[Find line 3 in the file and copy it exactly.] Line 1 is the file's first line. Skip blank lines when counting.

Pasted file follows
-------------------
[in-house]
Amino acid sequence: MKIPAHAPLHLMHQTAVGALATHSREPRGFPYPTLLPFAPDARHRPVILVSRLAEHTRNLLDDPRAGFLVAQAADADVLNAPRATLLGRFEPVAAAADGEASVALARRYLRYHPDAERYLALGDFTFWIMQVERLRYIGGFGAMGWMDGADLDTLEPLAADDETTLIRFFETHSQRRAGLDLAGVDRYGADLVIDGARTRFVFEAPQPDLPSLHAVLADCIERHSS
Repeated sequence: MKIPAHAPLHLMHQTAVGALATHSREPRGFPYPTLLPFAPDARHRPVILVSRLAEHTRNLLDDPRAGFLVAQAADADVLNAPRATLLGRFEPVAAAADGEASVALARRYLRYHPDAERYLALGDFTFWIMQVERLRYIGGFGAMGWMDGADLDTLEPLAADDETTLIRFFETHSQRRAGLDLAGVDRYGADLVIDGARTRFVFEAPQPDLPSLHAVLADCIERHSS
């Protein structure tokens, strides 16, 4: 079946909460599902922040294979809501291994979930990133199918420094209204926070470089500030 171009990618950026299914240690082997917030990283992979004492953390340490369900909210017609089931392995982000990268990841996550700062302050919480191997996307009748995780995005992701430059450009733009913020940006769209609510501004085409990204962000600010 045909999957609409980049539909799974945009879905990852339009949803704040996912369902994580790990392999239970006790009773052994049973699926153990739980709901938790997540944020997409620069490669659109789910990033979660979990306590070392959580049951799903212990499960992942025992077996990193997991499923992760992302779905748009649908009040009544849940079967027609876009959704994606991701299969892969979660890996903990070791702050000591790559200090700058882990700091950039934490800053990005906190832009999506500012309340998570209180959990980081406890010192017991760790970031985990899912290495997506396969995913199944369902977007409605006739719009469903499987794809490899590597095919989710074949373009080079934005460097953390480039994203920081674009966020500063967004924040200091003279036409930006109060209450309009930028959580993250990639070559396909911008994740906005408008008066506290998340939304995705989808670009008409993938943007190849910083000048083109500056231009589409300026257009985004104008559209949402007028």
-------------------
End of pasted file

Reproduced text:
Repeated sequence: MKIPAHAPLHLMHQTAVGALATHSREPRGFPYPTLLPFAPDARHRPVILVSRLAEHTRNLLDDPRAGFLVAQAADADVLNAPRATLLGRFEPVAAAADGEASVALARRYLRYHPDAERYLALGDFTFWIMQVERLRYIGGFGAMGWMDGADLDTLEPLAADDETTLIRFFETHSQRRAGLDLAGVDRYGADLVIDGARTRFVFEAPQPDLPSLHAVLADCIERHSS